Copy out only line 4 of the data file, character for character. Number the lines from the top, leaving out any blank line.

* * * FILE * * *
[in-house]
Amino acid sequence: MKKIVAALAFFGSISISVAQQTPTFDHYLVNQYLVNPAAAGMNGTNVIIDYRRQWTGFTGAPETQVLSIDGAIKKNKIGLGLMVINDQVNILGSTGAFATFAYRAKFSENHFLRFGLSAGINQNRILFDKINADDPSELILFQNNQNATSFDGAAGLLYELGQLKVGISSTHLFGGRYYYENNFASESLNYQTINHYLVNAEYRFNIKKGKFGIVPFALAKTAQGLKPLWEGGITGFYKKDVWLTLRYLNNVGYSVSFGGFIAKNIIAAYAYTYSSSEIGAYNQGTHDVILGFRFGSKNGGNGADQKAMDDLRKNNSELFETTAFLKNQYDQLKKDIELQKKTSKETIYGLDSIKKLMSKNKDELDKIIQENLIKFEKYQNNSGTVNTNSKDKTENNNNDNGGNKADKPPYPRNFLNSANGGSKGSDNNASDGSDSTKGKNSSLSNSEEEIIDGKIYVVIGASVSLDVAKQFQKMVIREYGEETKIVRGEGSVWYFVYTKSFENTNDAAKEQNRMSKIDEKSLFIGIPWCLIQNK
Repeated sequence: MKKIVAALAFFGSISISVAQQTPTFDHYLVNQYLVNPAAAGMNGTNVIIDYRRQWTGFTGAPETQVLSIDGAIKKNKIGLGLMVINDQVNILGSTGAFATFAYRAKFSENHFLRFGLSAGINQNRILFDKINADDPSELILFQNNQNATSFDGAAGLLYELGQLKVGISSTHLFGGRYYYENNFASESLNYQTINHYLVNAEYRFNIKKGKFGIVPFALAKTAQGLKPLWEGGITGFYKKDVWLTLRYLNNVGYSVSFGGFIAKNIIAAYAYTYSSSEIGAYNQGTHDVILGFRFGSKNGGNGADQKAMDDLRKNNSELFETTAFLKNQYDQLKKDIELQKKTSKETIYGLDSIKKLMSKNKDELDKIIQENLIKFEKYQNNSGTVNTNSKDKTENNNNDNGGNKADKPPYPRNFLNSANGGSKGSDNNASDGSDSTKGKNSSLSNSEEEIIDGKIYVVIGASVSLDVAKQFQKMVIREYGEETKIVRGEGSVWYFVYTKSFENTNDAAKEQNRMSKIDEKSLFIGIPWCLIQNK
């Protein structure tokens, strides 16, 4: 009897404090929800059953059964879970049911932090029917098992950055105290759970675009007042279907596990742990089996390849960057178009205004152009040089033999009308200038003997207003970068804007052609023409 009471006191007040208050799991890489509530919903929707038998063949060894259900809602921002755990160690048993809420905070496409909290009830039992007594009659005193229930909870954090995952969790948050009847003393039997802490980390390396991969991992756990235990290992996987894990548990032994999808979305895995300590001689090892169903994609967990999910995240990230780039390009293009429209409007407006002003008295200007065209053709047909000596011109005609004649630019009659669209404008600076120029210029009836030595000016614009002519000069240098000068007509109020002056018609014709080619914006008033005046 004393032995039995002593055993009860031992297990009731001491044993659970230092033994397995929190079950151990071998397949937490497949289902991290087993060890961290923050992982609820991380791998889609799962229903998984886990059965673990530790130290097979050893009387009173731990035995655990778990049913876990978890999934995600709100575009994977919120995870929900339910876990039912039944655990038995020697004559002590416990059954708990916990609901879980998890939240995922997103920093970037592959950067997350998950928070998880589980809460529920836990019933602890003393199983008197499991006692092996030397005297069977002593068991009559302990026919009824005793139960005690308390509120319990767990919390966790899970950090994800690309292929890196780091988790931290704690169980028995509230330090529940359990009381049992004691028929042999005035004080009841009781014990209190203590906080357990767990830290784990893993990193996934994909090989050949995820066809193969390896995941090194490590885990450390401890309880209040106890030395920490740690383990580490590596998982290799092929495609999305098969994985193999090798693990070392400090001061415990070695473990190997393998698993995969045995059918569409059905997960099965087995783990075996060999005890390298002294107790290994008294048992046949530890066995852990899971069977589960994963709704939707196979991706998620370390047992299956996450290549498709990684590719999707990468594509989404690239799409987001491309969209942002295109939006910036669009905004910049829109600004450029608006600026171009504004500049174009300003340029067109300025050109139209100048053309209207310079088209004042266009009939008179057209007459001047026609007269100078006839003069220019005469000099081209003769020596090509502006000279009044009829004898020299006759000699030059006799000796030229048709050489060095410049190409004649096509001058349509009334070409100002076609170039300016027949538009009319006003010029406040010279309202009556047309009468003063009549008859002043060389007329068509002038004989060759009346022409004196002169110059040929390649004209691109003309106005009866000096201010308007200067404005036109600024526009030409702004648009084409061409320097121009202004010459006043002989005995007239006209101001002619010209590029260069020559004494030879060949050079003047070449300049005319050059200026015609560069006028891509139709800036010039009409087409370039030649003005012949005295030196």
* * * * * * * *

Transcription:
């Protein structure tokens, strides 16, 4: 009897404090929800059953059964879970049911932090029917098992950055105290759970675009007042279907596990742990089996390849960057178009205004152009040089033999009308200038003997207003970068804007052609023409 009471006191007040208050799991890489509530919903929707038998063949060894259900809602921002755990160690048993809420905070496409909290009830039992007594009659005193229930909870954090995952969790948050009847003393039997802490980390390396991969991992756990235990290992996987894990548990032994999808979305895995300590001689090892169903994609967990999910995240990230780039390009293009429209409007407006002003008295200007065209053709047909000596011109005609004649630019009659669209404008600076120029210029009836030595000016614009002519000069240098000068007509109020002056018609014709080619914006008033005046 004393032995039995002593055993009860031992297990009731001491044993659970230092033994397995929190079950151990071998397949937490497949289902991290087993060890961290923050992982609820991380791998889609799962229903998984886990059965673990530790130290097979050893009387009173731990035995655990778990049913876990978890999934995600709100575009994977919120995870929900339910876990039912039944655990038995020697004559002590416990059954708990916990609901879980998890939240995922997103920093970037592959950067997350998950928070998880589980809460529920836990019933602890003393199983008197499991006692092996030397005297069977002593068991009559302990026919009824005793139960005690308390509120319990767990919390966790899970950090994800690309292929890196780091988790931290704690169980028995509230330090529940359990009381049992004691028929042999005035004080009841009781014990209190203590906080357990767990830290784990893993990193996934994909090989050949995820066809193969390896995941090194490590885990450390401890309880209040106890030395920490740690383990580490590596998982290799092929495609999305098969994985193999090798693990070392400090001061415990070695473990190997393998698993995969045995059918569409059905997960099965087995783990075996060999005890390298002294107790290994008294048992046949530890066995852990899971069977589960994963709704939707196979991706998620370390047992299956996450290549498709990684590719999707990468594509989404690239799409987001491309969209942002295109939006910036669009905004910049829109600004450029608006600026171009504004500049174009300003340029067109300025050109139209100048053309209207310079088209004042266009009939008179057209007459001047026609007269100078006839003069220019005469000099081209003769020596090509502006000279009044009829004898020299006759000699030059006799000796030229048709050489060095410049190409004649096509001058349509009334070409100002076609170039300016027949538009009319006003010029406040010279309202009556047309009468003063009549008859002043060389007329068509002038004989060759009346022409004196002169110059040929390649004209691109003309106005009866000096201010308007200067404005036109600024526009030409702004648009084409061409320097121009202004010459006043002989005995007239006209101001002619010209590029260069020559004494030879060949050079003047070449300049005319050059200026015609560069006028891509139709800036010039009409087409370039030649003005012949005295030196």